Mike Perusich: Hi, everybody. Mike Perusich, David Kats, Patrick Hammond with Kats Consultants. You know, guys, I have a funny one for you today. I was talking to a doctor the other day. He's actually not a client, but I was talking to a doctor the other day. He said, "I'm really having trouble getting patients to stay on their treatment plans." He said, "In fact, I do a great exam and then I do a report of findings and then they never come back." I said, "Well, what do you see to be in the report findings?" He said, "Well, I go through and tell them, 'Here's your back pain and I understand what's going on with your back pain and here's why you're having it. Here's what we can do for it.' And then I turned to him and I say, 'How many times do you want to come in?'
They go to the front desk and they never come back." You know, we've all learned this, but we have to be very directive with our patients because when they come in, they're looking at us as the doctor is the expert, if you will, and we are supposed to direct them. It's not an a la carte, "How often do you want to come in? Do you want the dessert too?" It's you have to tell them specifically what they need and why they need to be on that plan.
Patrick Hammond: A lot of that comes, I think, with doctor confidence. You walk in not only just the way you say it, but also your body language. You have to respect them. We also have to be caring of them at the same time. If you guide them and direct them to the way that what you feel in your heart is the best treatment plan for them, they will always follow course. They always do. Once they get results, then you got to know, they'll listen to you forever.
Mike: Well, Patrick, that's a good point. It said doctor authority.
David Kats: We just start with a story. I have a good example if doctor authority is what we call it-- Some people just don't have doctor authority, but you've got to remember that patient came and laid their problem at your feet. They couldn't fix it or they would have. They have no other alternative but you. They can't picture themselves and so take your rightful place and take your doctor authority.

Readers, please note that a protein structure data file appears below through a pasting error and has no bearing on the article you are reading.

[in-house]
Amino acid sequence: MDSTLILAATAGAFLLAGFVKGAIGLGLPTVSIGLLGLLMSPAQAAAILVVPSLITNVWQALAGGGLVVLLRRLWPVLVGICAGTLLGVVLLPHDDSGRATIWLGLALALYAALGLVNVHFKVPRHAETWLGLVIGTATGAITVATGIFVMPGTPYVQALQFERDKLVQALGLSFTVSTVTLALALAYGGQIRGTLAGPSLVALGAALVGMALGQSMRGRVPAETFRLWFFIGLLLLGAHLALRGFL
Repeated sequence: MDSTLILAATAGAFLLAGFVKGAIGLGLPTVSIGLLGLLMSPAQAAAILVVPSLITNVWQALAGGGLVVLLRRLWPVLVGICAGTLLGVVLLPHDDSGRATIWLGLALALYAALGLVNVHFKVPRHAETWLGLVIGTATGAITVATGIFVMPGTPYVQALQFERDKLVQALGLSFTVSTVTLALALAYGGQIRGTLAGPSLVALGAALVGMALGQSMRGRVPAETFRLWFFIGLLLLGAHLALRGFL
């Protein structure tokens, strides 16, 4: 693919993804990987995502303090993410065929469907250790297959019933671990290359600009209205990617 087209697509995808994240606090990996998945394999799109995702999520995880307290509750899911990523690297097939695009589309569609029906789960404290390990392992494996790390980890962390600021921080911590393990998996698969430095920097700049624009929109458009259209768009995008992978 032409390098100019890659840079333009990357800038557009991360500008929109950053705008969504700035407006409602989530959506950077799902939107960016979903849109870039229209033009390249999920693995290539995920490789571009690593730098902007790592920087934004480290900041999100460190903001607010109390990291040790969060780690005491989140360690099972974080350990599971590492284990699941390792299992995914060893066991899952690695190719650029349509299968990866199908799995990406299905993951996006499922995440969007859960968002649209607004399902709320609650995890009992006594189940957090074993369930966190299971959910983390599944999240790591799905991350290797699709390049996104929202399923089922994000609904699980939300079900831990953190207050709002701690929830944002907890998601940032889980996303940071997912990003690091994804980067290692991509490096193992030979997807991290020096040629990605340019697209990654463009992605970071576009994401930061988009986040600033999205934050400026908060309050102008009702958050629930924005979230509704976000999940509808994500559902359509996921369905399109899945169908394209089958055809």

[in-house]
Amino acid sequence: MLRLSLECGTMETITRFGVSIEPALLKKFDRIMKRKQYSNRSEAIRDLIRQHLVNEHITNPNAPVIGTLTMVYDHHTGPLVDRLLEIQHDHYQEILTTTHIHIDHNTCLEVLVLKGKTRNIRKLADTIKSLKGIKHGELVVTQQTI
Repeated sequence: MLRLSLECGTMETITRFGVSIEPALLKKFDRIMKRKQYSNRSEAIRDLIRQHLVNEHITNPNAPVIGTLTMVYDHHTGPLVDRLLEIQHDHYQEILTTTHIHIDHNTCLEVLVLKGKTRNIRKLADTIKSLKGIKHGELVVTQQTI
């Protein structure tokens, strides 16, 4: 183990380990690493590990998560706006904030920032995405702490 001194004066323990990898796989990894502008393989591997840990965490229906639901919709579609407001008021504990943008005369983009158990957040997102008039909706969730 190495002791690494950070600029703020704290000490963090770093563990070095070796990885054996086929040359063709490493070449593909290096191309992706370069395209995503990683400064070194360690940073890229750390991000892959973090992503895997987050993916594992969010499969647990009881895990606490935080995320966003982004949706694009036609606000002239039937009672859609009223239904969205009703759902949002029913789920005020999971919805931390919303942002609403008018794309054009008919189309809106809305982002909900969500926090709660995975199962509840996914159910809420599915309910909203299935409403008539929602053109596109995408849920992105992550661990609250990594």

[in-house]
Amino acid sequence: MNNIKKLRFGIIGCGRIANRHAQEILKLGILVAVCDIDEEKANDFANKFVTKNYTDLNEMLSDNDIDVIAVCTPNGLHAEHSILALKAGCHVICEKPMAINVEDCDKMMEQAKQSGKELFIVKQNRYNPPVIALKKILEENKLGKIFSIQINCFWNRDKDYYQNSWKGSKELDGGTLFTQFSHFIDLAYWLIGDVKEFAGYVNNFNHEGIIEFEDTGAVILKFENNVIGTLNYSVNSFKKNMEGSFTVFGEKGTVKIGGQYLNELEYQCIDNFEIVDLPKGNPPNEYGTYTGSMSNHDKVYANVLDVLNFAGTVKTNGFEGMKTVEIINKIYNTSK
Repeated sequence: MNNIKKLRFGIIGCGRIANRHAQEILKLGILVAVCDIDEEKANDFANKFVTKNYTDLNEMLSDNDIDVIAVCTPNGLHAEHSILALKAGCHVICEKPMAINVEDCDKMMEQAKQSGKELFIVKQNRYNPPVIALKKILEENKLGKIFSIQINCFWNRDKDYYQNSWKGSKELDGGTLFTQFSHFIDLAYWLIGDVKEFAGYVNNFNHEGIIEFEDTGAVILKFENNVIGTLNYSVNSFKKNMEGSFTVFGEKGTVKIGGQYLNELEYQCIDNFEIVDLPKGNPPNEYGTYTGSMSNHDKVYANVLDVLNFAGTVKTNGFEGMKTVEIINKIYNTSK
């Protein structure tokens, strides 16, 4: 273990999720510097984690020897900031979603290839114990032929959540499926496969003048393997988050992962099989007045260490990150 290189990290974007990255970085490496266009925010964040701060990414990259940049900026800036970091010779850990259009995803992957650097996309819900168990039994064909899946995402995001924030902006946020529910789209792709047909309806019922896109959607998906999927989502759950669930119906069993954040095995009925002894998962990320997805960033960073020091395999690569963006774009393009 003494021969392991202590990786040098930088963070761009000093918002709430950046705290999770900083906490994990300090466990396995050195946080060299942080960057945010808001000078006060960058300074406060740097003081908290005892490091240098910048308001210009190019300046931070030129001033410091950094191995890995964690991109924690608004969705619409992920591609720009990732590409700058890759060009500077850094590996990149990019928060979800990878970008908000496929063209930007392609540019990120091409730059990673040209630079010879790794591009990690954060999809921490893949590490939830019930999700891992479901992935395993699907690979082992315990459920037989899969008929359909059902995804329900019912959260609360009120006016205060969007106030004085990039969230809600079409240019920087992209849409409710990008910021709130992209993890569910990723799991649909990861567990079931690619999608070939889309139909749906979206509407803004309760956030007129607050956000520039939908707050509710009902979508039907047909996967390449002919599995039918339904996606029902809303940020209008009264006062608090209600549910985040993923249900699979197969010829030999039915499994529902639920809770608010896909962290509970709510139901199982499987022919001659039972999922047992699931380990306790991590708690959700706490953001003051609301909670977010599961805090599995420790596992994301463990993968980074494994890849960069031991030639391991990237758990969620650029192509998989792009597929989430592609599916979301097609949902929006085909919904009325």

I have a funny story about lack of doctor authority. I had an employee and a doctor that was an associate doctor, and we were in a fairly big clinic. He was practicing and we had a long hallway and I walked down to the last suggestion, one in the hallway and he walked out with this patient. The patient walked out first and she turned and said to him, "Hey, can I go to the football game tonight?" It was a high school football game. I walked right up on, so now it's me the employer listening to the employee talk to the patient. The associate Dr. Kaye got frustrated. He said, "Who's playing?"
Like it makes a difference. In the Bible it says, let your yes be yes, let your no be no. He can either say, "No, you can't go. There's going to be more football games in your life because you only got one spine," or he could've said, "Yes, you can go, but put something soft to sit on it. If your back will start to bother you, you get up and walk around. If it doesn't go away, leave." "Yes or no. I laid my problem at your feet, you just tell me what I got to do."
Mike: Be definitive. That's right, absolutely. Having doctor authority is obviously very important, putting patients on directed care, not a la carte care. You're the doctor, be the doctor for the patient. Thanks for joining Coffee with Kats.
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